Eastwood had asked Ree to make it to market by 9:30, which wasn’t going to happen. She was shooting for 10, and cutting corners wasn’t going to help. Julio Reyes didn’t raise no dumbass, and walking into the Midnight Market to square off against Lucretia at the trial was going to take every single bit of Ree’s Geek-fu, and she wasn’t about to walk in unarmed.
Ree booked it across the U-District, weaving among college students on the early stops of their weekend pub crawls on a sweltering summer night. Someone had scooped up a big bowl of Midwestern summer soup weather and dumped it on Pearson in a flagrant violation of the Pacific Northwest Climate Accord that kept her beloved city free of the kind of miserable humidity she’d learned to despise as a kid.
Adrenaline hurled her up the five floors toward the Shithole, her and Sandra’s apartment. These days, the Shithole was much closer to earning its usually inaccurate name, thanks to Ree and Sandra’s life erupting into matching fail-nados within a week of each other. Sandra’s admin job at the dentist had gone poof when the practice got tanked by a malpractice suit, sending Ree’s roommate back to the job market.
But there was no time to clean now (had there ever been?), so Ree dashed into the bedroom, thankful that Sandra seemed to be out once again. It’d been hard enough to keep her best friend and roommate in the dark over the last year, especially with Anya already knowing about magic and everything, and Priya dating Drake.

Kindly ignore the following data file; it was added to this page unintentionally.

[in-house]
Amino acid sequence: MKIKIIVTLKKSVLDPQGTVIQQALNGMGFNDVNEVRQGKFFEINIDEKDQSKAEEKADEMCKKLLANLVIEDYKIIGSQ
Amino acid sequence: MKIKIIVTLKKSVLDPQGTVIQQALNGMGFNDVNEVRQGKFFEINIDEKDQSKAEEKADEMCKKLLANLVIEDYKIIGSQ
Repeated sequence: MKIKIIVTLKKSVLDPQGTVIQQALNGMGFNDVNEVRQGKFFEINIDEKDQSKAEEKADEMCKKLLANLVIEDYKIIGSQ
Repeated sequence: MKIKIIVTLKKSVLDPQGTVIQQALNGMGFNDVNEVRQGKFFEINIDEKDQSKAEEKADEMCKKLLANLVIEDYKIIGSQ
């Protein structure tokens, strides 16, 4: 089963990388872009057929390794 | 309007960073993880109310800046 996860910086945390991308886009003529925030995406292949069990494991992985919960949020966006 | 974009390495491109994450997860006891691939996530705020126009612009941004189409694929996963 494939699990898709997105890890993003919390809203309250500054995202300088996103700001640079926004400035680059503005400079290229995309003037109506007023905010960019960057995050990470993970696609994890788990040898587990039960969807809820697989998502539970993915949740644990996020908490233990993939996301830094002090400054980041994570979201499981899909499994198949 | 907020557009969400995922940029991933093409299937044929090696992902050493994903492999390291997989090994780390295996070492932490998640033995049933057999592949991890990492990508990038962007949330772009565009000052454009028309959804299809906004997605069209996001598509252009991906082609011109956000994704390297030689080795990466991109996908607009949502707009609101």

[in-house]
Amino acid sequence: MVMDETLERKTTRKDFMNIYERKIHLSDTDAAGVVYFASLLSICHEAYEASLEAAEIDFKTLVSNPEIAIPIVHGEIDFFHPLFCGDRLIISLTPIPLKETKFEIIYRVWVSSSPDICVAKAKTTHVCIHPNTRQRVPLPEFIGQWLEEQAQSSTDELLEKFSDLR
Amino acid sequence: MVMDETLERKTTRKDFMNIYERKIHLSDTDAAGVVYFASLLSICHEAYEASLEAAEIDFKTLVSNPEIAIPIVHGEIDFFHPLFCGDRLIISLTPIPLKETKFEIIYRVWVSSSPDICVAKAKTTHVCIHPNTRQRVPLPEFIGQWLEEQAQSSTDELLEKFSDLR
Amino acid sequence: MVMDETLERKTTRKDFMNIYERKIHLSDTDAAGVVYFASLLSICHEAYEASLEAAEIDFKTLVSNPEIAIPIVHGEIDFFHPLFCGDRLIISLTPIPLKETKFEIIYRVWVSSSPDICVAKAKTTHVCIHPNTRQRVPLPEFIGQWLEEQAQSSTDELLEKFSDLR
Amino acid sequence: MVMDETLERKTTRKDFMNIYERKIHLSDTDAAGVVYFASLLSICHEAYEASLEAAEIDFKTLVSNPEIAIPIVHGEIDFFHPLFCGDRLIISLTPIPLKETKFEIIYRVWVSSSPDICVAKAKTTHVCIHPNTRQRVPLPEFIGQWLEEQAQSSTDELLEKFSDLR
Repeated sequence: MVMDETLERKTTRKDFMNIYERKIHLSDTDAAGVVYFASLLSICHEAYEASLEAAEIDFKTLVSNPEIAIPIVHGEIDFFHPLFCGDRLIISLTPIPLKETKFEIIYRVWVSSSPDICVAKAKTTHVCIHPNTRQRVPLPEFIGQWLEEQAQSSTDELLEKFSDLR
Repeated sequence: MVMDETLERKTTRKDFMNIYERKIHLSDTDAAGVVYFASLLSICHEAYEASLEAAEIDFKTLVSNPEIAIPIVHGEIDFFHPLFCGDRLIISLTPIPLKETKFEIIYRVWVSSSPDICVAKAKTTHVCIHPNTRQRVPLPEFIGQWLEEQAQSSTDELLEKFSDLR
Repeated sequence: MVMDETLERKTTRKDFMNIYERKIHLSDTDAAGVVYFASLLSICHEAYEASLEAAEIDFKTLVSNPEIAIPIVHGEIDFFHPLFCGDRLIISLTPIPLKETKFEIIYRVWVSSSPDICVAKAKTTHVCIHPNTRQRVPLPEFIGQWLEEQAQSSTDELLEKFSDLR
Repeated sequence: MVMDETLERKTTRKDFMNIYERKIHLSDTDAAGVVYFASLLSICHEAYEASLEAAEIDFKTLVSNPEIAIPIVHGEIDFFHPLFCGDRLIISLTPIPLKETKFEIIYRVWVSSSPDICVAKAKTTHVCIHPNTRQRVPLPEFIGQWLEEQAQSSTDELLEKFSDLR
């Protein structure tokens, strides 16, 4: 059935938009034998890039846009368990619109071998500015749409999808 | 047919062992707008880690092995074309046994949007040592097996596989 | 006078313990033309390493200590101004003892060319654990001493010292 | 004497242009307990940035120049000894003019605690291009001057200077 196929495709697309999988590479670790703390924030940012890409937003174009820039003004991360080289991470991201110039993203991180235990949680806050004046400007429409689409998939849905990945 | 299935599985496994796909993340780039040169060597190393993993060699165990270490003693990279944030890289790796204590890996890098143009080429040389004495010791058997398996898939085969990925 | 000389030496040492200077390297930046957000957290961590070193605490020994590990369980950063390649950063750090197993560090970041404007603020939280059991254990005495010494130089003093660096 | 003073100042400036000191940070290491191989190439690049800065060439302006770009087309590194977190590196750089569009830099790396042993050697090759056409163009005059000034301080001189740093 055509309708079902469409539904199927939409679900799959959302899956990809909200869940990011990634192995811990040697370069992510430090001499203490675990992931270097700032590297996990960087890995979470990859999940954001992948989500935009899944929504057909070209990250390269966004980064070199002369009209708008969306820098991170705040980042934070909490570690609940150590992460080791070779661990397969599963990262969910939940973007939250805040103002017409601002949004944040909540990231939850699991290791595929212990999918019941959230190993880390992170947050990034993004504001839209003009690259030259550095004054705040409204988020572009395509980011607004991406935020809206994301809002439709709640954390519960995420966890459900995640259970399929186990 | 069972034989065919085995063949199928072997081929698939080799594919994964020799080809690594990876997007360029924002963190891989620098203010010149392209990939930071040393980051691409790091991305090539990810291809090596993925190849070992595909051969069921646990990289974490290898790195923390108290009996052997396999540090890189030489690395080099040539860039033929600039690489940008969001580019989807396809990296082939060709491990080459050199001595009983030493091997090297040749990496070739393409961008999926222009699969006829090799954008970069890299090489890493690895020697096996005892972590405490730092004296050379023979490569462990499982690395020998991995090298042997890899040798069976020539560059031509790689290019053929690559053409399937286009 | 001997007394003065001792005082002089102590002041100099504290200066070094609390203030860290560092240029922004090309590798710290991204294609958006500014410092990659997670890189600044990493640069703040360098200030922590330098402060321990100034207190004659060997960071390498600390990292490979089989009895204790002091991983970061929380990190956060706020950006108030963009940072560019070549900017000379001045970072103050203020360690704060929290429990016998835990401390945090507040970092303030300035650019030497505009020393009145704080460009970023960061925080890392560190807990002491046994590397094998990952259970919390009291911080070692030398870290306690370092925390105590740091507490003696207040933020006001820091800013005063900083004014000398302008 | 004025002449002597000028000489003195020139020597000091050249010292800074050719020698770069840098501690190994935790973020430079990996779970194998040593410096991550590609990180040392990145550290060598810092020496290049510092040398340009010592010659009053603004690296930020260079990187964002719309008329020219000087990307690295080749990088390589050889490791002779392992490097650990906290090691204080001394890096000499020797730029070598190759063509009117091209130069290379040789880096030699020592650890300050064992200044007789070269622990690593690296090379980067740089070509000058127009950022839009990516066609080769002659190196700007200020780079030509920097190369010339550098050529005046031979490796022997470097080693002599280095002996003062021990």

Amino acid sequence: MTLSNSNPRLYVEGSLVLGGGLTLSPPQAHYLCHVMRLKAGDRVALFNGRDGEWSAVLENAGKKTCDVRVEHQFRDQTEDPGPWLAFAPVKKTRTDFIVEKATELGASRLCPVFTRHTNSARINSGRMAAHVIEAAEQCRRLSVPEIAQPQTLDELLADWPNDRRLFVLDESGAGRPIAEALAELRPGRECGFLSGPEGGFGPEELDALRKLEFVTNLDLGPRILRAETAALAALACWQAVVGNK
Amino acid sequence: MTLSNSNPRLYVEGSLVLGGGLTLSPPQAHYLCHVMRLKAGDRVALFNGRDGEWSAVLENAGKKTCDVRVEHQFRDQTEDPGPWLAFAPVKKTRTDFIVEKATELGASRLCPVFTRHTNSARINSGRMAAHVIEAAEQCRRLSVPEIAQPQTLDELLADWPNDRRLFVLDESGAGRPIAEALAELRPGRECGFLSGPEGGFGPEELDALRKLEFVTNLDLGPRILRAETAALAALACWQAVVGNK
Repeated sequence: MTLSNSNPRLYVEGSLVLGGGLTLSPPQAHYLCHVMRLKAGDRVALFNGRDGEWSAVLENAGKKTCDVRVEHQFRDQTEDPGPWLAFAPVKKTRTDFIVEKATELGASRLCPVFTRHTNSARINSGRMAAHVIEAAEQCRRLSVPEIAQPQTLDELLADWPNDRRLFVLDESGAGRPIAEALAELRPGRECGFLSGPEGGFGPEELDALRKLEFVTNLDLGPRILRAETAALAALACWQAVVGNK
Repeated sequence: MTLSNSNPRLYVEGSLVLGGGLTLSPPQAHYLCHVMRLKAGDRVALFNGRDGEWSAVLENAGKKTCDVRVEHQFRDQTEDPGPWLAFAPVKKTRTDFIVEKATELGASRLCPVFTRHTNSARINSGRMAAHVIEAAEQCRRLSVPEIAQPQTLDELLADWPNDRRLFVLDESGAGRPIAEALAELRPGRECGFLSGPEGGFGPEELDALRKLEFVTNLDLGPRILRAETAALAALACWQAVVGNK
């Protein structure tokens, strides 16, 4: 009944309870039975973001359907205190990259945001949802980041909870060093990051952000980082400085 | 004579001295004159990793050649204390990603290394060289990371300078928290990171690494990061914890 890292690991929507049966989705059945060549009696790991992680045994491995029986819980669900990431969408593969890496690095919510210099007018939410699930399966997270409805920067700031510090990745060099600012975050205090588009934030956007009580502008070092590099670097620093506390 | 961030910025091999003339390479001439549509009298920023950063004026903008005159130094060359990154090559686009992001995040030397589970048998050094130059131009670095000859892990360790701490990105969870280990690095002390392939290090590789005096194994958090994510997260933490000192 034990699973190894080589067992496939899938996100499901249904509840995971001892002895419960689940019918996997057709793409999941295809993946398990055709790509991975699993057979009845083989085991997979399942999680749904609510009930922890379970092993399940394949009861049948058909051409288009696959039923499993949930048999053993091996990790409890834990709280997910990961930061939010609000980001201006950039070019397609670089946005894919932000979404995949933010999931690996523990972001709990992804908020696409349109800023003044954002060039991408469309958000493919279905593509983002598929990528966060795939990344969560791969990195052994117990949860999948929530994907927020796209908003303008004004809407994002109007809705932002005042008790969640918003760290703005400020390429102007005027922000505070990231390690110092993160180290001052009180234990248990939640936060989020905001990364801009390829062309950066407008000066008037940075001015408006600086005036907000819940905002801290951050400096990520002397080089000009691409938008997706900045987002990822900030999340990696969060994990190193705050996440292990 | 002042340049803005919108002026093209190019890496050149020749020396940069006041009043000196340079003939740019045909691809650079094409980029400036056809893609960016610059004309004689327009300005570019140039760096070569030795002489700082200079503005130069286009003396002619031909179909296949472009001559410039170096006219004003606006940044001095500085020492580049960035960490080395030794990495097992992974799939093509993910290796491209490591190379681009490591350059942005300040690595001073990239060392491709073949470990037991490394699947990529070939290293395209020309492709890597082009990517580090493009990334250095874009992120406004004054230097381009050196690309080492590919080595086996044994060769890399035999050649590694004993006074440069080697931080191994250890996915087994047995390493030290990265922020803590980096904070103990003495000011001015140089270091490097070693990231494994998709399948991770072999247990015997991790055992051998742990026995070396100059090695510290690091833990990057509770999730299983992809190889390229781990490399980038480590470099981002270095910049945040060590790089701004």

The having-a-crush-on-her-friend’s-boyfriend thing didn’t help either, but time was making that piece of angst slightly easier to digest.
Ree had laid out her arsenal on her bed before leaving for work, prepping ahead of time for a quick-change armoring session. Her old boss Bryan had agreed to let her pick up some shifts, as long as she didn’t bring her magical business to Café Xombi. And that included the gear.
Clothes came first. She switched out her black-on-black work garb, stained many times over by frosting, coffee grounds, and steamed milk, and replaced them with her last remaining Urban Fantasy Adventure outfit—black jeans (with only a few tears and holes), black undershirt, the quilted armor of convention shirts Bryan had given her last Halloween, and the magically-always-fitting-and-self-repairing buff jacket Drake Winters had given her on permanent loan. She tied her shoulder-length black hair up and back, pinning it with a Wonder Woman barrette.
She cleaned the shift’s accumulation of crud off her old glasses, catching a quick glimpse in the mirror of how tired she looked. Puerto Rican heritage saved her from taking on the mime-esque chalky paleness that white folks got when they were wrung out, which she was sure she’d have if she’d taken more after her mom’s Irish coloration.
And now the weapons.
Her Force FX lightsaber went from her purse (what Bryan didn’t know couldn’t hurt him) into the outside right pocket of the jacket, along with her Deep Space Nine phaser. She grabbed a rubber-banded stack of cards, flipped through the top to triple-check her selections, and then stuffed the sideboard into her left pocket. Along with those, she pocketed the last handful of health and stamina potions from her copy of Descent, a handful of dice (for ritual miscellany), and an external battery for her phone.
Such were the tools of a Geekomancer. Ree sometimes marveled that it’d only been eight months since she discovered that she had the power to use her love of pop culture to do physics-defying magic, but if ever she needed those skills, tonight was the night. In her hands, the lightsaber and phaser were as real as they were to Luke Skywalker or Benjamin Sisko, brought to life by the collective nostalgia of fans worldwide.